I use red heart super saver yarn. I also have some made from super chunky yarn. I have regular scarves and circular scarves. Do I need to block them? If so, how?
lion brand says: Acrylic yarn, or yarn that has a high acrylic content, does not usually block well. The best way to block acrylic is to throw your project in the washer and dryer, following label directions, which will help even out tension." (http://www.lionbrand.com/cgi-bin/lionbrand/displayCustomerProjects.fcgi?projectKey=91816&displayType=lit)
but others, including the following link, say “Acrylic CAN be blocked! In fact, it should be blocked. From my observations, I would say someone along the line made an acrylic sweater, blanket, or whatnot, blocked it in their usual ‘wet blocking’ manner and it didn’t work. Therefore, acrylic doesn’t block-warn everybody. No, it can be blocked. You’re just doing it wrong.” (hint, she advocates for steam blocking - http://beadknitter.blogspot.com/2009/03/you-can-block-acrylic.html)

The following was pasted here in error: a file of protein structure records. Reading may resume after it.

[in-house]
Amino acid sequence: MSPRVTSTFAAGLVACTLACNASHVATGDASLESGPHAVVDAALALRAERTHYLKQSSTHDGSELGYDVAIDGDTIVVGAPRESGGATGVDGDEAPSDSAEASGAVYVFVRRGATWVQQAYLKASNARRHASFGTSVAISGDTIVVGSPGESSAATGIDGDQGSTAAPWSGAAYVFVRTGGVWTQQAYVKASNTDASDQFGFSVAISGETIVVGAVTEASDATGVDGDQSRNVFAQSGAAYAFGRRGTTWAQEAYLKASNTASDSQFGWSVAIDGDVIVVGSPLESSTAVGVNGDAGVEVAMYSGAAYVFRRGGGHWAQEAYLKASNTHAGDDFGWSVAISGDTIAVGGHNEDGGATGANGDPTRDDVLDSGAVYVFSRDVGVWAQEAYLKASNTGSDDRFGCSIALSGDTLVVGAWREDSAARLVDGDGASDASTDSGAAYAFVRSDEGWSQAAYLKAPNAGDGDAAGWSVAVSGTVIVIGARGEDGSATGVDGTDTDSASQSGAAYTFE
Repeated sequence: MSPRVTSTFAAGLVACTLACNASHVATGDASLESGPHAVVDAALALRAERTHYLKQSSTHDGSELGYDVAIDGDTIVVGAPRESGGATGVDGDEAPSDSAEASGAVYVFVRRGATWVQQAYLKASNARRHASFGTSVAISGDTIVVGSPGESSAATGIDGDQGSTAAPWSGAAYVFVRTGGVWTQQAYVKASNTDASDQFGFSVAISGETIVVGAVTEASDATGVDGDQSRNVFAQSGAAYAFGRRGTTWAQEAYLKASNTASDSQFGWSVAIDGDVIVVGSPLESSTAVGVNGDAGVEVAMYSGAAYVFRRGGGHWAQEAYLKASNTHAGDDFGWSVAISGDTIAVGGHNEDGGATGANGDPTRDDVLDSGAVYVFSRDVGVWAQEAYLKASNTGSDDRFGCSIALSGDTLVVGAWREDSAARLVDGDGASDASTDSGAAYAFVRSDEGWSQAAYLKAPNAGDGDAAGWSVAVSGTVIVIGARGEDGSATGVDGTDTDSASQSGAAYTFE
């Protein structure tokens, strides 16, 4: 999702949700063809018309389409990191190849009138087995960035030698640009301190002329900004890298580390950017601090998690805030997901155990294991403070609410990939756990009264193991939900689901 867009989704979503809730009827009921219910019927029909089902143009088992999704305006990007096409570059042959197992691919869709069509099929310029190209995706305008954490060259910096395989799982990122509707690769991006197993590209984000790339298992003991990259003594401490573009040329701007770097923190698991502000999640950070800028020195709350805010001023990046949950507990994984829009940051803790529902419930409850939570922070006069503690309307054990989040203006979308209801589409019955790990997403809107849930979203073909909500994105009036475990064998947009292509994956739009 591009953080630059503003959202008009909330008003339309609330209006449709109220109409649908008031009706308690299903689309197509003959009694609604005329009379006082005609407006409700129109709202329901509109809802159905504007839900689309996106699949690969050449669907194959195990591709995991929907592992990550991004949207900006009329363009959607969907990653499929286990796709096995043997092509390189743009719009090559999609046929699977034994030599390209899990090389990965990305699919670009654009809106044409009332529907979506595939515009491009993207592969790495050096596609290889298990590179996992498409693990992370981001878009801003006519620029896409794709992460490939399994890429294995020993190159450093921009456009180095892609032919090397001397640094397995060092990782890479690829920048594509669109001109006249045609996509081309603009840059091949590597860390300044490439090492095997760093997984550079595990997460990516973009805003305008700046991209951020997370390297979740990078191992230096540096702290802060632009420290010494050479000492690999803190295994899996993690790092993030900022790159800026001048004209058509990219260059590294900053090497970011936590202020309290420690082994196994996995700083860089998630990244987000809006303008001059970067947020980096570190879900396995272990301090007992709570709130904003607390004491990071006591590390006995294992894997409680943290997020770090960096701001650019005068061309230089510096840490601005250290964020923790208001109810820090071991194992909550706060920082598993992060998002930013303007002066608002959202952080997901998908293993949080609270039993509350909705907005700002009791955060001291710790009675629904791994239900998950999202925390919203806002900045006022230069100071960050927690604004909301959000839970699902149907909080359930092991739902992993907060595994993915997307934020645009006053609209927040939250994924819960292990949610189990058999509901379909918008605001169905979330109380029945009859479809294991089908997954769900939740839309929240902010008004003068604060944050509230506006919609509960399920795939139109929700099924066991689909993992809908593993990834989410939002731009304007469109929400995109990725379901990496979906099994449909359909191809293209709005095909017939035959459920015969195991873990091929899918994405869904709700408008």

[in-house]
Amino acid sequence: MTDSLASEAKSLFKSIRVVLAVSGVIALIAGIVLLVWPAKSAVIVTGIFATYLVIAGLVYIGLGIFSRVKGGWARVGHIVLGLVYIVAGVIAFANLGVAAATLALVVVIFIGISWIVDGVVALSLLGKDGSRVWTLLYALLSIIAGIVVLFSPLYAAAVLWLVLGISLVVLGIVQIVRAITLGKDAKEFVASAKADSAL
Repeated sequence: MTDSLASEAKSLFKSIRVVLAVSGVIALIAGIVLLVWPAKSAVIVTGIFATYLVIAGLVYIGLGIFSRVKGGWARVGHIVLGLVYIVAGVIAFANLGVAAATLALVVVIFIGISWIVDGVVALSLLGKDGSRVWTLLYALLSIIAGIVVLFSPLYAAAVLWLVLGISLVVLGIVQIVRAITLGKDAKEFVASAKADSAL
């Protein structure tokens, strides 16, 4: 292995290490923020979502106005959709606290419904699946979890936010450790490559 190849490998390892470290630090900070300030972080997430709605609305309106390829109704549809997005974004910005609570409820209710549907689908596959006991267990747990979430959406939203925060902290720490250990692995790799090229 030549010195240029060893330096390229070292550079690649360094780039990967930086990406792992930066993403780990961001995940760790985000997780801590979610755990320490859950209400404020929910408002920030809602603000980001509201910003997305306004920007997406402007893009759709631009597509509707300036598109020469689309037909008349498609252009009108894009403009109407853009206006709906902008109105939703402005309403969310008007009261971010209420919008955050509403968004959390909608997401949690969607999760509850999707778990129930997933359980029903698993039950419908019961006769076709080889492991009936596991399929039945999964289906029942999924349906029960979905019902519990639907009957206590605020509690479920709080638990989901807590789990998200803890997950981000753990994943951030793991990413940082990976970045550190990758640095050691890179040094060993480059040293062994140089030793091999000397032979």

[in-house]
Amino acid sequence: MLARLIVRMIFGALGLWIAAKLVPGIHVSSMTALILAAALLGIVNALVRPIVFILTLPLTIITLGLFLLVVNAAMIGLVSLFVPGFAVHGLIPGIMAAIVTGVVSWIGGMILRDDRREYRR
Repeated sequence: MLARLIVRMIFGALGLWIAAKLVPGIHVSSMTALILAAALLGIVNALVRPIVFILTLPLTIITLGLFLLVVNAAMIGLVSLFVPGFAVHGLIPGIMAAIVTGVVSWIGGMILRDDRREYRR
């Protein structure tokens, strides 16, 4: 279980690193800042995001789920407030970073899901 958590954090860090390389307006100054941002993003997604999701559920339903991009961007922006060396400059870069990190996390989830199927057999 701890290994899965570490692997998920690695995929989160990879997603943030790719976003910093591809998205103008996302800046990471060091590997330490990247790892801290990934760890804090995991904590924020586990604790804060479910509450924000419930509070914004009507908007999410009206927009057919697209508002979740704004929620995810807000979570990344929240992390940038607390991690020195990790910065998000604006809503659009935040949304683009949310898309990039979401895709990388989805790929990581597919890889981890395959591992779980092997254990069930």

hope that helps…
One reason I will use acrylic yarn is to skip the blocking altogether. IME it usually isn’t necessary. That said, I have used steam on acrylic pieces and thought it helped with evening out stitches and generally making it look better. Would I have had the same result in the dryer? I don’t know.
Right now I have some pieces made of Shetland Chunky, a high acrylic content mixed with wool. The label says to dry flat so I am. I’ve always had a problem with shaping a piece made of acrylic when I laid it out to dry. The less water left in it the easier it is. The washing machine I use now really extracts a lot of water but since it’s a front loader is quite gentle. That helps too. Agitation in an upright will distort the shape more and that may explain part of my problems with getting a good shape when I laid a piece out flat. :shrug:
You could wash your pieces and block them and see how they turn out. If you steam them be very, very careful as you can kill the yarn. This video is about blocking a crocheted piece but I found it very helpful. https://www.youtube.com/watch?v=DWkHRf5t5Cg
One last thought for now: It just occurred to me that an acrylic piece partially dried in the dryer then laid out and shaped while warm and moist might really give a good result.